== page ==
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Q&A with the 2017 Summer Studentship Award Recipients in the Burrows Laboratory

There is no denying the issue of antibiotic resistance, which has led to cases of multi-drug resistant bacteria that are increasingly hard to combat. One such bacterium is Pseudomonas aeruginosa, an opportunistic pathogen responsible for a large numbers of morbidity and mortality in immunosuppressed individuals, including those with Cystic Fibrosis (CF). In the Burrows laboratory here at McMaster University, research is focused on understanding how the bacteria sense and respond to antibiotics, with the ultimate goal of discovering novel antimicrobial compounds.

Two undergraduate students in the Burrows laboratory were recently awarded summer studentships to continue to pursue research in this field. Richard Nguyen a 4th year Biochemistry student was awarded his second consecutive Cystic Fibrosis Summer Studentship, while Sawyer Karabelas-Pittman a 4th year Biomedical Discovery and Commercialization student received a Glyconet Summer Studentship. We had a chance to sit down and chat with these Richard and Sawyer and ask about their research and what these awards mean to them.

 

Richard Nguyen

Q: Can you give me a short summary about your research project?
A: P. aeruginosa is a serious pathogen in people with CF and is highly resistant to many antibiotics. In response to treatment with cell wall inhibiting antibiotics (called β-lactams) it produces AmpC (a β-lactamase) whose function is to destroy and inactivate the antibiotic. The mechanisms leading to AmpC expression in P. aeruginosa remain incompletely understood, but are intricately linked to cell wall metabolism, specifically the peptidoglycan (PG)-recycling pathway. The functions of the major proteins in the PG-

 

recycling pathway have been well characterized, however the structure of these proteins and whether they interact in a multi-protein complex remains unclear. The goal of my research project is to investigate and determine the interaction interfaces between these proteins.

Q: What are the real world applications of your research?
A: The ultimate goal of my research is to figure out a way to inhibit β-lactam resistance in P. aeruginosa by preventing AmpC expression in the first place. A comprehensive understanding of the interaction interfaces among the major proteins in the PG-recycling pathway is required in order to develop new therapies and treatments. PG-recycling proteins may have interfaces that can be exploited as a drug targets using small molecule inhibitors of protein-protein interaction interfaces, a method which has seen success in other bacterial systems.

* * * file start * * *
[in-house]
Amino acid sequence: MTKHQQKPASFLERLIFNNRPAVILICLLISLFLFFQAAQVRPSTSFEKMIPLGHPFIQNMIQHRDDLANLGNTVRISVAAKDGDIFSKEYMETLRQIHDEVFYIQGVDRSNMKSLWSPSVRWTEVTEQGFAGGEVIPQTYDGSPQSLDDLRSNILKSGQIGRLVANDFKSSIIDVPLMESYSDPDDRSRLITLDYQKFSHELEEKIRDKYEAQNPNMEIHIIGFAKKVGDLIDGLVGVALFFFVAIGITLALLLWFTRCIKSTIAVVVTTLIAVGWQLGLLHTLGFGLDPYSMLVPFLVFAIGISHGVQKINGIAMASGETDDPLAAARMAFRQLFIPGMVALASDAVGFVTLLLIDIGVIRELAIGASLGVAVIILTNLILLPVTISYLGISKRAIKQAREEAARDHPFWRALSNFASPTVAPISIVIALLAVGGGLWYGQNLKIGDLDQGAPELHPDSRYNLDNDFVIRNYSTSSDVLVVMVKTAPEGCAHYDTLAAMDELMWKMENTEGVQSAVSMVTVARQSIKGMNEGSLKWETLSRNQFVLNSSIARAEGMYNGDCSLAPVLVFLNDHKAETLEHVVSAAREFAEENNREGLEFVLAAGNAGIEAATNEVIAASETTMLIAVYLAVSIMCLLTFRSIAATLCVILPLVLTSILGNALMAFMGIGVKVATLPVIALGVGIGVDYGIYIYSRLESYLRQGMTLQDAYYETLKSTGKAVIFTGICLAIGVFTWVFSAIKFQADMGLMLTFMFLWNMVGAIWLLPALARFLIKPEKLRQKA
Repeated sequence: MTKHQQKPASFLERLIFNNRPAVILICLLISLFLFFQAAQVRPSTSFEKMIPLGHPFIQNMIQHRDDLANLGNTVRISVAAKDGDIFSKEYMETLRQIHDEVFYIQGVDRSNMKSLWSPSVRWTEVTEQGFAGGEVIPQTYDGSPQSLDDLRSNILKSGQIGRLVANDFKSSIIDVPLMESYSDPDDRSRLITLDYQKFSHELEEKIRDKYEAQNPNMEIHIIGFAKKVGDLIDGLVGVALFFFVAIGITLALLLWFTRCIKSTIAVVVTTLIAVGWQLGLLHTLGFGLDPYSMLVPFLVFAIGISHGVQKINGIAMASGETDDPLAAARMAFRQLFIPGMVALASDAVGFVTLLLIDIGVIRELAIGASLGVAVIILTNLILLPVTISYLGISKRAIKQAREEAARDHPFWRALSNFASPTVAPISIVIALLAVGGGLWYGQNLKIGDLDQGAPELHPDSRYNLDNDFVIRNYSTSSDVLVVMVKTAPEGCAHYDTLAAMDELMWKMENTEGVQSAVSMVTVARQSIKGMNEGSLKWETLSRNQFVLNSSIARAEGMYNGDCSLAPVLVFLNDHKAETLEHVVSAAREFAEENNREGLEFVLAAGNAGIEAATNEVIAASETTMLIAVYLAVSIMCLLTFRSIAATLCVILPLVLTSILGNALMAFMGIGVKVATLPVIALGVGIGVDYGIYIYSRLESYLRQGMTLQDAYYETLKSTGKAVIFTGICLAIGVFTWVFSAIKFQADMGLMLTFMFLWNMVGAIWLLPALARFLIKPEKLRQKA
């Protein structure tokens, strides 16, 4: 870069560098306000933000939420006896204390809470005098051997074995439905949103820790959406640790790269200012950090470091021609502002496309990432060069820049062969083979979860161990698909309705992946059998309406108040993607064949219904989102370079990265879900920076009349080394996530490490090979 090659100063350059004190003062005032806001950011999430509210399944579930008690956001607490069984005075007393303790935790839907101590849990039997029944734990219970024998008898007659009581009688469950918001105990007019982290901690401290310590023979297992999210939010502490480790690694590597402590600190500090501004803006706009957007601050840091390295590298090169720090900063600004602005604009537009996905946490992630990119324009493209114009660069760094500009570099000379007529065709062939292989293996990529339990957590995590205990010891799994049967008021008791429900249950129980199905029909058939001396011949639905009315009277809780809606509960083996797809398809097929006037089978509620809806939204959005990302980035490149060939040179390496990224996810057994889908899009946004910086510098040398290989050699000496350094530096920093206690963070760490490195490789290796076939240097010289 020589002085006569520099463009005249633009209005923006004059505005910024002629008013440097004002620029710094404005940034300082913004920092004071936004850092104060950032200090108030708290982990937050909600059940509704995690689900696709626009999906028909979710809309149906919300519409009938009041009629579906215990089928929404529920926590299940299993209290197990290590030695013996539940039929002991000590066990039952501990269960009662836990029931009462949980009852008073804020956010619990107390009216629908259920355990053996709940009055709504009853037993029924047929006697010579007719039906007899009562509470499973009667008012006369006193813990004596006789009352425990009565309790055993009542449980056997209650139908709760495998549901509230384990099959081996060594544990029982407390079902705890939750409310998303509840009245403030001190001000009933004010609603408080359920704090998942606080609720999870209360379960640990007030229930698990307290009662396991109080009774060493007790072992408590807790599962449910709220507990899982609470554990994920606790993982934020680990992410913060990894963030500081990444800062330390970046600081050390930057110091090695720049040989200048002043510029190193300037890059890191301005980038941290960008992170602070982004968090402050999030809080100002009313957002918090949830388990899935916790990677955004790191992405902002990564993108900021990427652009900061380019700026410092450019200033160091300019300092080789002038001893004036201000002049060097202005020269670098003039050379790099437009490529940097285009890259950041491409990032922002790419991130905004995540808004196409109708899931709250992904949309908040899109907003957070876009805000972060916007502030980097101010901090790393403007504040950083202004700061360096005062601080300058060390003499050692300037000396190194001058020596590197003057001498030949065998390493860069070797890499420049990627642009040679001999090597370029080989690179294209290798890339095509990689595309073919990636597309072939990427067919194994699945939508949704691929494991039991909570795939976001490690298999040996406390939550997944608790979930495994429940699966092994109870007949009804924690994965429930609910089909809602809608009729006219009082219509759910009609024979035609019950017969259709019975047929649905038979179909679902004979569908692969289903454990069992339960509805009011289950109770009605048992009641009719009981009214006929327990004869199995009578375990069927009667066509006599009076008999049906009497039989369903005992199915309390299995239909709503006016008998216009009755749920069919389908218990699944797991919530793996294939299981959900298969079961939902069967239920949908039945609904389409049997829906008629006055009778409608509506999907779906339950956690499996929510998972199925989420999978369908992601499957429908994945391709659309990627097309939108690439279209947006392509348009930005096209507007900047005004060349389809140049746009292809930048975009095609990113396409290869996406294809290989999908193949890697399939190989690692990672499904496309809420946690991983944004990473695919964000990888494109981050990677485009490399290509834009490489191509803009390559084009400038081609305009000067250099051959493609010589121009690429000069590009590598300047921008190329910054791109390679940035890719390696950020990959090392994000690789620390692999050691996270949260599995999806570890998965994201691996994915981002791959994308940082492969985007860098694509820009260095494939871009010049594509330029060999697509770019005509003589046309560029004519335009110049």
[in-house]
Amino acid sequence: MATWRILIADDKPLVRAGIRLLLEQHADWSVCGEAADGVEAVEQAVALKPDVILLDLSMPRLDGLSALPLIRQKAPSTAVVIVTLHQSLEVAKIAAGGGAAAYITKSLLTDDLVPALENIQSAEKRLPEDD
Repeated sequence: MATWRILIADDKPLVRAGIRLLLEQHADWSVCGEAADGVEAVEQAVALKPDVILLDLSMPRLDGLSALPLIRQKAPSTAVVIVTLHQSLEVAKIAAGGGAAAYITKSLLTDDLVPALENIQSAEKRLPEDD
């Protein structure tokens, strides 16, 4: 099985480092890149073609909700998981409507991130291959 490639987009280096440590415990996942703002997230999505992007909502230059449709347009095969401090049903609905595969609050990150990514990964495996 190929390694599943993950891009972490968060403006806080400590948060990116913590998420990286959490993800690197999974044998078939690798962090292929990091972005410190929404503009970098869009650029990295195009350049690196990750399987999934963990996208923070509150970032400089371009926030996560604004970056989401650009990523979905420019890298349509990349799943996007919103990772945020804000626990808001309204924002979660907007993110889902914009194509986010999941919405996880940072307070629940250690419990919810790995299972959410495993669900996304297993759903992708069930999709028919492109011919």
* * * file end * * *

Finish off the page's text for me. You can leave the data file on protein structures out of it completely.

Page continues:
Q: What do you hope to accomplish during this time, and how will this fellowship allow you to do this?
A: This summer, I was fortunate enough to receive the Cystic Fibrosis Summer Studentship award for my second year in a row. This award will allow me to follow-up on my findings from my senior thesis in the Burrows lab, and also to expand on the scope of my project. There is so much more to be discovered about the PG-recycling pathway, and my goal this summer is to uncover novel aspects of this pathway, specifically focusing on the structures and interaction interfaces of PG-recycling proteins.

 

Sawyer Karabelas-Pittman

Q: Can you give me a short summary about your research project?
A: I am currently studying biofilm formation in the Gram-negative opportunistic pathogen P. aeruginosa. Biofilms are dense communities of bacteria coated in a thick substance that allows the cells to easily communicate and share resources. These biofilms also protect the bacteria and increase resistance to antimicrobials, when compared to free-floating cells. Specifically, I study the ability of the bacteria to increase biofilm formation when it is exposed to sub-lethal concentrations of antibiotics, trying to understand the key genes involved in this putative response pathway. I am also conducting a high throughput screen of ~4000 bioactive compounds, testing for molecules able to inhibit biofilm formation.

Q: What are the real world applications of your research?
A: This year, the World Health Organization listed P. aeruginosa as a priority pathogen, highlighting the need for new antimicrobials against this bacterium. The high throughput biofilm assays that I am conducting, has the potential to uncover new antimicrobial compounds to be used against this bacteria. Additionally some compounds may be able to prevent biofilm formation, which in combination with existing antibiotic therapies could boost the efficacy of these drugs.

Q: What do you hope to accomplish during this time, and how will this fellowship allow you to do this?
A: The GlycoNet Summer Studentship has afforded me the opportunity to fully commit my summer to research, allowing me to advance my project further than would have otherwise been possible. It is my goal this summer to validate the preliminary results that I’ve gathered during my thesis, which entails both understanding the genes involved in the antibiotic-mediated biofilm stimulation response, as well as follow up assays on compounds identified by the high throughput bioactives screen.

Both Richard and Sawyer have finished up their undergraduate degrees at McMaster University, and will be moving on to tackle new challenges come September. Richard has been accepted to the University of Toronto Faculty of Dentistry, and hopes to become a dentist-scientist, putting his research skills to use in this field. Sawyer will be working towards his Masters degree in Biomedical Discovery and Commercialization here at McMaster University, and will make his passion for science into a career in the future.